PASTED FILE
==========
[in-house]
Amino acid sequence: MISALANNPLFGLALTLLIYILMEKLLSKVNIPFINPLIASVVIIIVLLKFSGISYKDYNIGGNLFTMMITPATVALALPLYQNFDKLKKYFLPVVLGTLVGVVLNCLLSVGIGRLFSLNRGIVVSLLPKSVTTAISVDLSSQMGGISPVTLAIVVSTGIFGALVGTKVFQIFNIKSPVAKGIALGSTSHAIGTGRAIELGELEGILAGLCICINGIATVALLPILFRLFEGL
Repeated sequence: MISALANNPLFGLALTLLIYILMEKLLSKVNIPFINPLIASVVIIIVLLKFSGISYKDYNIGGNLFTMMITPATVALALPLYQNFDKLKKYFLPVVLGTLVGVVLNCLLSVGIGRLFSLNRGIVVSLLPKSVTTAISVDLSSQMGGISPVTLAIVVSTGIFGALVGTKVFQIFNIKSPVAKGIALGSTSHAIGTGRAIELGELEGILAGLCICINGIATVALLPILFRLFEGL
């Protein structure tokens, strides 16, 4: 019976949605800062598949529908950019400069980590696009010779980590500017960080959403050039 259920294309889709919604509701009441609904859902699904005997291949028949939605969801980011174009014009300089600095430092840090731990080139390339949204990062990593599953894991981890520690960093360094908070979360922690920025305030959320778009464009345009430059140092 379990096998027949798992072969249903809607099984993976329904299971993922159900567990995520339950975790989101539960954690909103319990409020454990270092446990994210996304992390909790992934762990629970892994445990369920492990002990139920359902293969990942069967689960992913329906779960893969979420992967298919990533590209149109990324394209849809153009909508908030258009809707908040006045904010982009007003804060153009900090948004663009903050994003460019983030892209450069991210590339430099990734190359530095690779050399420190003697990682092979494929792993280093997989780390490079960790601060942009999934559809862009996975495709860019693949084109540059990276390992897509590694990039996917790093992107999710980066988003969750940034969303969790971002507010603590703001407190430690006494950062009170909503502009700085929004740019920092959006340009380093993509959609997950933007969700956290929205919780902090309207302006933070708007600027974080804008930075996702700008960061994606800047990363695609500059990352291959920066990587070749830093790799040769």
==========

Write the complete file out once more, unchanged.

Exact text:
[in-house]
Amino acid sequence: MISALANNPLFGLALTLLIYILMEKLLSKVNIPFINPLIASVVIIIVLLKFSGISYKDYNIGGNLFTMMITPATVALALPLYQNFDKLKKYFLPVVLGTLVGVVLNCLLSVGIGRLFSLNRGIVVSLLPKSVTTAISVDLSSQMGGISPVTLAIVVSTGIFGALVGTKVFQIFNIKSPVAKGIALGSTSHAIGTGRAIELGELEGILAGLCICINGIATVALLPILFRLFEGL
Repeated sequence: MISALANNPLFGLALTLLIYILMEKLLSKVNIPFINPLIASVVIIIVLLKFSGISYKDYNIGGNLFTMMITPATVALALPLYQNFDKLKKYFLPVVLGTLVGVVLNCLLSVGIGRLFSLNRGIVVSLLPKSVTTAISVDLSSQMGGISPVTLAIVVSTGIFGALVGTKVFQIFNIKSPVAKGIALGSTSHAIGTGRAIELGELEGILAGLCICINGIATVALLPILFRLFEGL
């Protein structure tokens, strides 16, 4: 019976949605800062598949529908950019400069980590696009010779980590500017960080959403050039 259920294309889709919604509701009441609904859902699904005997291949028949939605969801980011174009014009300089600095430092840090731990080139390339949204990062990593599953894991981890520690960093360094908070979360922690920025305030959320778009464009345009430059140092 379990096998027949798992072969249903809607099984993976329904299971993922159900567990995520339950975790989101539960954690909103319990409020454990270092446990994210996304992390909790992934762990629970892994445990369920492990002990139920359902293969990942069967689960992913329906779960893969979420992967298919990533590209149109990324394209849809153009909508908030258009809707908040006045904010982009007003804060153009900090948004663009903050994003460019983030892209450069991210590339430099990734190359530095690779050399420190003697990682092979494929792993280093997989780390490079960790601060942009999934559809862009996975495709860019693949084109540059990276390992897509590694990039996917790093992107999710980066988003969750940034969303969790971002507010603590703001407190430690006494950062009170909503502009700085929004740019920092959006340009380093993509959609997950933007969700956290929205919780902090309207302006933070708007600027974080804008930075996702700008960061994606800047990363695609500059990352291959920066990587070749830093790799040769």